Home Depot also tweeted that it was firing the agency and individual responsible, but would not confirm to Digiday which agency was behind the tweet — or whether it was even an agency’s fault in the first place. Ignorant oversight or not, brands should know by now that they should avoid ever tweeting anything that has even the slightest chance of being interpreted as racist.

hd

Cringe Factor: 9.8
We want to try to believe that this was the result of naivete and ignorance and not just blatant racism, but it’s unclear how and why such an inappropriate post was tweeted.

Epicurious
In the wake of April’s horrifying Boston Marathon bombing, Epicurious had the nerve to tweet out a recipe suggestions for those in Boston and New England. It’s safe to say that no one in Boston was going to Twitter for scone tips on the day of the attack — while people were still frantically trying to locate loved ones and keep track of news updates. This is one of the worst examples of a brand’s attempt at “real-time marketing” — a company using a national tragedy as an opportunity to chime in about its own content.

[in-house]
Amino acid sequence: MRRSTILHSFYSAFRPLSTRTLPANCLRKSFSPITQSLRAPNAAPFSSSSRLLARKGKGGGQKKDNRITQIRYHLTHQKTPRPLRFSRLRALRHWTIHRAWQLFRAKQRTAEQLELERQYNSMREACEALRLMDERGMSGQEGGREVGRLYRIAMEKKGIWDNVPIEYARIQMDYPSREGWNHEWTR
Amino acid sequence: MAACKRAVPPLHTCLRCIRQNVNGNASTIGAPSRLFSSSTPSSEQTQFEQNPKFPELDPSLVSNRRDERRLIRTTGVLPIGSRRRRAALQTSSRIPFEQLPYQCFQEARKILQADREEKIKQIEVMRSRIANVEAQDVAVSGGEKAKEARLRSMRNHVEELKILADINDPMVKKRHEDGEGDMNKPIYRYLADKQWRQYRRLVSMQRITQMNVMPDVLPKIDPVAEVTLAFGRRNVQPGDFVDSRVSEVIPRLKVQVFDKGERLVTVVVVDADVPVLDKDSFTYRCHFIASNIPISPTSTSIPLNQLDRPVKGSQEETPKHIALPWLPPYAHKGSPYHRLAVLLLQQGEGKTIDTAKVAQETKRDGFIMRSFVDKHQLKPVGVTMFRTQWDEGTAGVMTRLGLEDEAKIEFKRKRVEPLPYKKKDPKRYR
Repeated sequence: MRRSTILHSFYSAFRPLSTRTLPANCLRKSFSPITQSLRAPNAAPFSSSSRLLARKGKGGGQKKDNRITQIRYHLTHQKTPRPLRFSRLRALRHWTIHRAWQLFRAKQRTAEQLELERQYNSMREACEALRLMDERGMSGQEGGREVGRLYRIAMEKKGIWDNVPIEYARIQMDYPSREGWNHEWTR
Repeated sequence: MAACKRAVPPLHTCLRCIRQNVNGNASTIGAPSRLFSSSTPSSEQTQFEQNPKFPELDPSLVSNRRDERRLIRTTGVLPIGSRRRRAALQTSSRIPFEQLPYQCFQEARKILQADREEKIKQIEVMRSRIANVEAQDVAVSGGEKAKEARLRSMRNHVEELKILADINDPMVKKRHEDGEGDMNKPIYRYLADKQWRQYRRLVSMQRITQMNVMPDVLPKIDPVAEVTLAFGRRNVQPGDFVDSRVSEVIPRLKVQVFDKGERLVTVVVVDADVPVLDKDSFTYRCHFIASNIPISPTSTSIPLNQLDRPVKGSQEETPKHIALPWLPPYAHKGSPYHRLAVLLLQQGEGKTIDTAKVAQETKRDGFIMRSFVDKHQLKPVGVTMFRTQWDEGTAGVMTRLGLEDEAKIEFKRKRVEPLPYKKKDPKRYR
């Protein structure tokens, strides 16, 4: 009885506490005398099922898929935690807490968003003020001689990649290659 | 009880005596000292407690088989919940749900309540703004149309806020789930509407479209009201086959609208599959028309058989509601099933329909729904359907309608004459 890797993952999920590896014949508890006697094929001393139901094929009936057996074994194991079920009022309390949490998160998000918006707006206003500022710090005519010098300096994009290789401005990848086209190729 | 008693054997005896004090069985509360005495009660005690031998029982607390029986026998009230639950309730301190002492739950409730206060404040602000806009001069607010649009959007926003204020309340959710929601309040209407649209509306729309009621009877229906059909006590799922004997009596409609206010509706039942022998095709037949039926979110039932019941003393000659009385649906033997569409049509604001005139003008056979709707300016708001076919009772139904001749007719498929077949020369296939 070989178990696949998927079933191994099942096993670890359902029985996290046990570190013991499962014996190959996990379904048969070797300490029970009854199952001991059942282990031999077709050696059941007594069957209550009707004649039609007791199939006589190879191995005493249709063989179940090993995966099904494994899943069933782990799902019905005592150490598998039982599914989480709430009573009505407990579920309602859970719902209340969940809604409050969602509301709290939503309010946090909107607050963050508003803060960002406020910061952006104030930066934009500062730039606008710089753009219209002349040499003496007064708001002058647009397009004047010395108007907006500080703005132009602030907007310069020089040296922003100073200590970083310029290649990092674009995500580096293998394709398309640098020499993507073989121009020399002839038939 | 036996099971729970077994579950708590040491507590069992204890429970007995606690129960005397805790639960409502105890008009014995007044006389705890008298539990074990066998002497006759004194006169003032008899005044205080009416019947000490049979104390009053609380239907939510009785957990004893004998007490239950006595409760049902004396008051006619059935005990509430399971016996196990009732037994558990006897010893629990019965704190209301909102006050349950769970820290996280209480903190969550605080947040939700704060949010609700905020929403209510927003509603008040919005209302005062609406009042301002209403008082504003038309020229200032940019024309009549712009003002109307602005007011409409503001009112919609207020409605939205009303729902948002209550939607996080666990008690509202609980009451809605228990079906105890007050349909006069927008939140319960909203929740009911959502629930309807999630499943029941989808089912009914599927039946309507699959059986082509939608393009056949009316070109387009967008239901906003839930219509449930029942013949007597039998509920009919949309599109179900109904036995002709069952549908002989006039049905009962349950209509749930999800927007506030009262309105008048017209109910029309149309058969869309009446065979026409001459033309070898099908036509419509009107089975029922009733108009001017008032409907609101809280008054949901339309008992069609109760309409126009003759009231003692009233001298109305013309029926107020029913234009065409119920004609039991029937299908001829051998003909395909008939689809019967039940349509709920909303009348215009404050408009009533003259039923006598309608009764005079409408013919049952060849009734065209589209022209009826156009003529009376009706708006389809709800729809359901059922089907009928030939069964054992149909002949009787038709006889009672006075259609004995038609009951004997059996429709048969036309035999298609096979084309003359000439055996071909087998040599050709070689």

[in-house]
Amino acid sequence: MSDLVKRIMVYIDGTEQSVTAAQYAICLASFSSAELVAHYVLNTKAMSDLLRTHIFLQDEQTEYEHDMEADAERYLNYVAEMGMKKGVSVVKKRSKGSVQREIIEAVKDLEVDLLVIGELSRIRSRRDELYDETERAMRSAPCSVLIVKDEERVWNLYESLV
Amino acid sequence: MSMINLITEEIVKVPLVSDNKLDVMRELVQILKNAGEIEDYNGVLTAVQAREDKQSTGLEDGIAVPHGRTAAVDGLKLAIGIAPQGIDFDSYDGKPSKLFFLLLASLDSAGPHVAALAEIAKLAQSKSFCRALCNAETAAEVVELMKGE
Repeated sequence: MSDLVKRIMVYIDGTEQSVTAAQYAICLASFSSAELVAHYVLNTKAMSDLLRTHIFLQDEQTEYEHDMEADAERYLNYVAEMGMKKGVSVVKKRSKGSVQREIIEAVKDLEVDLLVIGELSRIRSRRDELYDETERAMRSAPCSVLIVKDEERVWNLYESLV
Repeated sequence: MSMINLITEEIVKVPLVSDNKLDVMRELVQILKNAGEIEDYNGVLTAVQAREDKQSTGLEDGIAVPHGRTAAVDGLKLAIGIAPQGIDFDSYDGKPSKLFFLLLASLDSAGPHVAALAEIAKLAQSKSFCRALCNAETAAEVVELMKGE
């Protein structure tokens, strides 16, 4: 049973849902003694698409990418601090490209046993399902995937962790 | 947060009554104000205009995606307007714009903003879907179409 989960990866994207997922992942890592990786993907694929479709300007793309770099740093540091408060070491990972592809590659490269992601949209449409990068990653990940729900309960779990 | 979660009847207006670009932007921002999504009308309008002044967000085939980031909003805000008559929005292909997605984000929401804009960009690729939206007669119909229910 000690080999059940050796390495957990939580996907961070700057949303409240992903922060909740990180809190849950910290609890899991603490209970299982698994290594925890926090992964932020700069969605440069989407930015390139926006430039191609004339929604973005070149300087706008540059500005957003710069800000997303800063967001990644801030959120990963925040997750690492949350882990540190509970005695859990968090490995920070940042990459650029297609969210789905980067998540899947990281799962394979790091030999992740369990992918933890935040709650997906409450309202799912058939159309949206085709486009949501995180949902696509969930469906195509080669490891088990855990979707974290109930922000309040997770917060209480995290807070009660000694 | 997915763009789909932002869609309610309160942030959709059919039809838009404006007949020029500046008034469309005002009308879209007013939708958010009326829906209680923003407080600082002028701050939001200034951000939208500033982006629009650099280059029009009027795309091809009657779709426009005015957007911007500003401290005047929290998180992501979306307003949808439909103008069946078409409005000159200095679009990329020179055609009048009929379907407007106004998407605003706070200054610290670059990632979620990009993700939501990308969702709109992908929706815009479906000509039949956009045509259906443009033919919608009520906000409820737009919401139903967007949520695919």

Adding literal insult to literal injury, Epicurious’ first response was to tweet “apologies,” saying that it was sorry if the Boston tweets “seemed” insensitive. Epicurious then deleted those tweets and finally tweeted an actual apology, admitting that the tweets were, “frankly, insensitive.”

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Cringe Factor: 10
This is not how you handle social media during unfolding national tragedies, and it is not how you apologize when you mess up. Double fail for tweeting so shamelessly and then failing to immediately take full responsibility with the weaselly “seemed insensitive.” Brands should know by now that the best social media policy during these kinds of tragic events is to stay respectfully quiet.